Urban legends of GSU

Johnny Lu

While Savannah is well known for its haunts, a lot of people do not consider its neighbor, Statesboro, to have the same allure.

From the abandoned meat packing house and the house on Harville Road to secret gardens and pathways on campus, Statesboro houses some of the most phenomenal tales infamous only to the city itself. Whether it’s superstitions, urban legends, horror films or scary stories, when it comes to mentioning words like “ghosts” or “paranormal” in real life, the average skeptic can be, well, skeptical. With the exception of freshmen and new students, Georgia Southern students are no strangers to the area’s urban legends.

1. The whale under Sweetheart Circle

Home to countless marriage proposals and wedding ceremonies, the first thing fellow Georgia Southerners typically think of when they hear Sweetheart Circle is its cutesy tradition that walking around the circle three times with one’s significant other will guarantee the two to get married one day. On the basically nonexistent list of things buried under Sweetheart Circle, a whale, let alone a time capsule, is probably unlisted.

It’s been more than twenty years since the late paleontologist and GSU geology professor Dr. Richard Petkewich stumbled upon a pygmy sperm whale on the coast of Georgia and buried it under a sand hill at the mouth of Sweetheart Circle for research purposes.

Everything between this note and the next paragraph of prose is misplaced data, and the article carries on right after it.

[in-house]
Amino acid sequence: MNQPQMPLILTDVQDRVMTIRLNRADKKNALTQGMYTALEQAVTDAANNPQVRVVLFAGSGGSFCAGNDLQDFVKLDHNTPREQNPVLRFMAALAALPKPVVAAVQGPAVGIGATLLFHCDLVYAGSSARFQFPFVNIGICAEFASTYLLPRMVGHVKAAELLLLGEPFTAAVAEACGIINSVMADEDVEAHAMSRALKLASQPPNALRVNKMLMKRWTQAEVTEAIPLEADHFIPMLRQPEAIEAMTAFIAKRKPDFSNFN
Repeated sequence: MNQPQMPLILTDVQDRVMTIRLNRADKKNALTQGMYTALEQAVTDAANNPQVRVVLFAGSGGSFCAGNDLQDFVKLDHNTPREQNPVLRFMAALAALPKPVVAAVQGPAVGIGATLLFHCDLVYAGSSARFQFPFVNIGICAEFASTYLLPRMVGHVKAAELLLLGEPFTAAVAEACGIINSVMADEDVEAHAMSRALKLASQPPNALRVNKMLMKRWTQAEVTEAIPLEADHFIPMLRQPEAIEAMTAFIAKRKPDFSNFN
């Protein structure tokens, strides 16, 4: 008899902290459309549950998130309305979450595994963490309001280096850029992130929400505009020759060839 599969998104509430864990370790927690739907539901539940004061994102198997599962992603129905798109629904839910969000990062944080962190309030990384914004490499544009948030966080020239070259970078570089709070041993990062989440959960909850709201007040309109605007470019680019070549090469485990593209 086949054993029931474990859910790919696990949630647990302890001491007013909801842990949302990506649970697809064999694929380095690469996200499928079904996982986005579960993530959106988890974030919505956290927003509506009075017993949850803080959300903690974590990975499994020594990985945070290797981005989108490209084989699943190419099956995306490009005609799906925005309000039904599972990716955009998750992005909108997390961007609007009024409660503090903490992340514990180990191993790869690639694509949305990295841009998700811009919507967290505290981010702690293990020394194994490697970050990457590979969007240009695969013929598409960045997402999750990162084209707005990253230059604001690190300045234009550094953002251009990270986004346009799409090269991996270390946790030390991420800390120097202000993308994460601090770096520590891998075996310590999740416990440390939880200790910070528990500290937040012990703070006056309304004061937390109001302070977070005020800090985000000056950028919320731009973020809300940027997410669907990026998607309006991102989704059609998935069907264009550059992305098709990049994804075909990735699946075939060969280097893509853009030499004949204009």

Specializing in marine life, Dr. Petkewich had plans of letting the soil from the burial de-flesh the carcass of the whale over a designated period of time and then digging it up for further study, according to Margaret Wilson, a former pupil of Petkewich.

“Richard passed away from health complications shortly after he made those plans and did not leave enough clues for anyone to find the exact location of the whale today,” Wilson said.

With the scarce amount of journals and notes in which Dr. Petkewich left, even detection technology could cease to ever find the exact remains of the pygmy sperm whale.

2. Sanford Hall

Since Sanford’s grand re-opening from a male dormitory into the Communication Arts building, there has been one particular occurrence in the former boys dormitory that has caught the attention of many communication arts students and faculty.

The door that grants access to the features and equipment of Room 107B was found unlocked one morning. Believing the incident to be of criminal-related activity, university police were contacted by the building’s staff to investigate. After security footage cleared the air of any possible criminal intentions human interference in the room at the time of the incident, the next step was for police investigators and Sanford staff to believe the unbelievable. Footage revealed the door to have opened without anyone moving the door.

To protect valuable learning equipment and aspects, the door has a uniquely secure way of opening and closing.

“When you open the door that goes into our control room and turn the knob, the knob on the other side of the door does not turn or budge, but in the video, it did,” Tyson Davis, Communication Arts instructor, said.